Following a very chilled first day, it was time to do a typical sightseeing tour of Berlin. Our first stop was probably the most famous sight in Berlin after the Berlin wall, the Brandenburg Gate. The gate originally led to the royal city palace of the Prussian monarchs, but unfortunately for us we couldn’t even walk under it as it was blocked off. We think this was because of the football that was being shown as the Euro’s were playing, but we couldn’t be sure. It was typical of our luck not to be able to get a clear shot of the famous sight! Just outside the Brandenburg Gate was the American Embassy. The day before we visited, there was a shooting in Orlando which killed 49 people so people had come to lay flowers and sign a condolence book. It’s tragic how crimes like this touch the whole world.
Without dwelling on it for too long, we made our way to the next sight, the meeting place of the German Parliament; the Reichstag Building. It was once severely damaged after it was set on fire, and fell into disuse after World War 2, but after years of refurbishment and reconstruction it began to be used again in 1999. The highlight of the building was the glass dome at the top, which had we have gone up it, would have given us 360 degree views across Berlin. However, you do have to book the tour to the top of the dome in advance and we just didn’t get around to it. The queue was huge so we just looked at the dome from afar.
Next up on our sightseeing tour of Berlin was The Holocaust Memorial, also known as the Memorial to the Murdered Jews. The memorial is made up of 2711 rectangle shaped slabs in various heights and as we wondered amongst them all it was eerily quiet.
Ironically, just round the corner form the memorial was the Fuhrerbunker, otherwise known as Hitler’s Bunker. I say that, but it was actually just a plaque. The bunker itself was underground and a carpark had been built on top of it. There wasn’t a lot to see, but the plaque did have a map of the bunker and it was here that Hitler killed himself.
Having now been walking around Berlin for a couple of hours, we found ourselves at Berlin’s equivalent of Times Square, Potsdamer Platz. It wasn’t quite the same as the experience we had when we visited Times Square in NYC. It didn’t have all the giant advertisements and the neon lights but it did have some interestingly shaped glass buildings and even some left over segments of the Berlin Wall. You see when the Berlin Wall was still intact, it cut right through the centre of Potsdamer Platz, so the leftover pieces were positioned in the exact places they would’ve been when the wall was still intact.
We continued our walk onto Checkpoint Charlie, which was a crossing point along the Berlin Wall. It was all decked out in the same way it would’ve been back in the 60’s. It even had some guys dressed up as guards which you could pose with. It was a popular tourist attraction and there were a lot of people crowding round, which was a bit dodgy given that the checkpoint was situated in the middle of a busy road. We waited for the crowds to disperse before taking a few snaps.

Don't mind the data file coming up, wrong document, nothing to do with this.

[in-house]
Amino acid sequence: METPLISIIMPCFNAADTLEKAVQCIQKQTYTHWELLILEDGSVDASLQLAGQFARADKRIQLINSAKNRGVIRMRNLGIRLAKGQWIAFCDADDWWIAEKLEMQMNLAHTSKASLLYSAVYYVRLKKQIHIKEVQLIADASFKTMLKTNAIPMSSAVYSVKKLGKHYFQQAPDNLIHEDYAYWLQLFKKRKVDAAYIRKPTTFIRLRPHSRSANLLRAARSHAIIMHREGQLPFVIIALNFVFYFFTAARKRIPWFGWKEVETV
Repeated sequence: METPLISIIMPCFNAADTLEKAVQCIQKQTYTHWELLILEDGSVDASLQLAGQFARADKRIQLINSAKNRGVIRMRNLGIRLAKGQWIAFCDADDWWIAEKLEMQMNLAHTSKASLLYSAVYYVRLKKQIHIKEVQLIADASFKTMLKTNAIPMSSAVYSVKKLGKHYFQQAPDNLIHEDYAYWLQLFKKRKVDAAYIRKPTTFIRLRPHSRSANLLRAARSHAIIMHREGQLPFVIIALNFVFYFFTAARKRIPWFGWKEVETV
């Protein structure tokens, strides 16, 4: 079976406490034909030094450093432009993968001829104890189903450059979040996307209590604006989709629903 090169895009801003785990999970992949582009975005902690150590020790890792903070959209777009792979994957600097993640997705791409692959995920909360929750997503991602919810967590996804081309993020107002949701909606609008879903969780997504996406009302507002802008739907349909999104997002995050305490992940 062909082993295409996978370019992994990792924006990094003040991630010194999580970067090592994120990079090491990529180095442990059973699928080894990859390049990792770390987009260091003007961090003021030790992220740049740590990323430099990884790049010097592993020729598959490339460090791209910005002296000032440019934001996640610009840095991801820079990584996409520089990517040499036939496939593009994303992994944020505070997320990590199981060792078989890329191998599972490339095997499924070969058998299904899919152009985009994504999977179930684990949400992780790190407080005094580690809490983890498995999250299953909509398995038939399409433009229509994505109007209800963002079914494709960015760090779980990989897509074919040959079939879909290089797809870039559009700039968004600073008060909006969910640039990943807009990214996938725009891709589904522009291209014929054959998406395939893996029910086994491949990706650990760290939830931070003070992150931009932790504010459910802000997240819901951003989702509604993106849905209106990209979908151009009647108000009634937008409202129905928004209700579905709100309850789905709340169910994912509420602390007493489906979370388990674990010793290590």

Feeling a bit peckish, we opted to have a quick snack in KFC. I know it’s not traditional German food by any means, but we did queue at a German fastfood snack stand, but it was so slow we gave up. We were just far too hungry!
Our last stop on our little walking tour was Gendarmenmarkt. Berlin has so many old and beautiful buildings, that you just can’t help but look up and around you all the time at them. But those at Gendarmenmarkt were without a doubt my favourite buildings. At either end of the square is a church, one French (Franzosischer Dom) and one German (Deutscher Dom). The beauty is that they are identical and a mirror image of each other. In between them both is a fountain and the Konzerthaus (concert hall). The churches were built in the early 1700’s and the concert hall in the 1821 but like a lot of buildings in Berlin, there were all damaged during the war. They have since been restored and looking at them now you wouldn’t know any different.
Having spent the entire day walking round Berlin, our feet were tired and so were we. We headed back to our hotel for a little rest before venturing out for dinner. This time we were going to have a home cooked meal. Barry’s friend Dave moved out to Berlin a few years ago, so it was only right that we paid him a visit. Not wanting to arrive empty handed, we thought we’d buy the dessert so we found a local Lidl and picked up an apple pie, we just needed some cream to go with it. We made our way to the dairy section, but what we found we couldn’t decipher. We saw pots that looked like they were cream but who knew what they actually were? We tried to google translate it and thought we sussed it, so we purchased the pie along with two tubs of what we thought were cream.
When we arrived at Dave’s, we handed over our gift and he laughed! It wasn’t actually cream we’d bought, but something that you had to mix with something else to make cream. Well, at least we were half way there!
Dave cooked us a delicious three course meal of jerk chicken and homemade muffins. Good job he wasn’t relying on the apple pie and cream!